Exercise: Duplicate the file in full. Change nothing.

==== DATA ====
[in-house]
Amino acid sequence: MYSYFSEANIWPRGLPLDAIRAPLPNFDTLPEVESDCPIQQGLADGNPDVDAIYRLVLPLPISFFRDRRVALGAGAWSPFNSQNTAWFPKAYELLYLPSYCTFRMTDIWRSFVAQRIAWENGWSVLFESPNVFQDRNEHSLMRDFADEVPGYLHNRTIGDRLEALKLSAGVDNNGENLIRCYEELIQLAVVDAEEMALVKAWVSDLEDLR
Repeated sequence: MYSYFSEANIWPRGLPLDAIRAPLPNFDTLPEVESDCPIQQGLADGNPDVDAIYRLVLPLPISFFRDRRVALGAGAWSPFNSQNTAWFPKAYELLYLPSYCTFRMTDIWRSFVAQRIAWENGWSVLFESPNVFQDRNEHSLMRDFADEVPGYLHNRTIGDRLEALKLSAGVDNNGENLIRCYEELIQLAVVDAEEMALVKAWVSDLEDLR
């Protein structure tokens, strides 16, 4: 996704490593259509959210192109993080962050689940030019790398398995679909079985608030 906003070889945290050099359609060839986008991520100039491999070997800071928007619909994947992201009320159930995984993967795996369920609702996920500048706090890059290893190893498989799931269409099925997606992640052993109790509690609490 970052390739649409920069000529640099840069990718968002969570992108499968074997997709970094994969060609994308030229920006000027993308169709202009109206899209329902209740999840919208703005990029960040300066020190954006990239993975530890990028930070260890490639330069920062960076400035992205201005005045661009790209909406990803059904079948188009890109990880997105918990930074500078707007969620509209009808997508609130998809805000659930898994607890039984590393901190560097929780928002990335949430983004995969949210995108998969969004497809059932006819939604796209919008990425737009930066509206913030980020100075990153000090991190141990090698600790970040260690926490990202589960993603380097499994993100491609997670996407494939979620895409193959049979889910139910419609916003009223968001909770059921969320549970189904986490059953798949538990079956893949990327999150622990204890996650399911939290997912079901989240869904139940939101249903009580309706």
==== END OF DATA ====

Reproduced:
[in-house]
Amino acid sequence: MYSYFSEANIWPRGLPLDAIRAPLPNFDTLPEVESDCPIQQGLADGNPDVDAIYRLVLPLPISFFRDRRVALGAGAWSPFNSQNTAWFPKAYELLYLPSYCTFRMTDIWRSFVAQRIAWENGWSVLFESPNVFQDRNEHSLMRDFADEVPGYLHNRTIGDRLEALKLSAGVDNNGENLIRCYEELIQLAVVDAEEMALVKAWVSDLEDLR
Repeated sequence: MYSYFSEANIWPRGLPLDAIRAPLPNFDTLPEVESDCPIQQGLADGNPDVDAIYRLVLPLPISFFRDRRVALGAGAWSPFNSQNTAWFPKAYELLYLPSYCTFRMTDIWRSFVAQRIAWENGWSVLFESPNVFQDRNEHSLMRDFADEVPGYLHNRTIGDRLEALKLSAGVDNNGENLIRCYEELIQLAVVDAEEMALVKAWVSDLEDLR
């Protein structure tokens, strides 16, 4: 996704490593259509959210192109993080962050689940030019790398398995679909079985608030 906003070889945290050099359609060839986008991520100039491999070997800071928007619909994947992201009320159930995984993967795996369920609702996920500048706090890059290893190893498989799931269409099925997606992640052993109790509690609490 970052390739649409920069000529640099840069990718968002969570992108499968074997997709970094994969060609994308030229920006000027993308169709202009109206899209329902209740999840919208703005990029960040300066020190954006990239993975530890990028930070260890490639330069920062960076400035992205201005005045661009790209909406990803059904079948188009890109990880997105918990930074500078707007969620509209009808997508609130998809805000659930898994607890039984590393901190560097929780928002990335949430983004995969949210995108998969969004497809059932006819939604796209919008990425737009930066509206913030980020100075990153000090991190141990090698600790970040260690926490990202589960993603380097499994993100491609997670996407494939979620895409193959049979889910139910419609916003009223968001909770059921969320549970189904986490059953798949538990079956893949990327999150622990204890996650399911939290997912079901989240869904139940939101249903009580309706």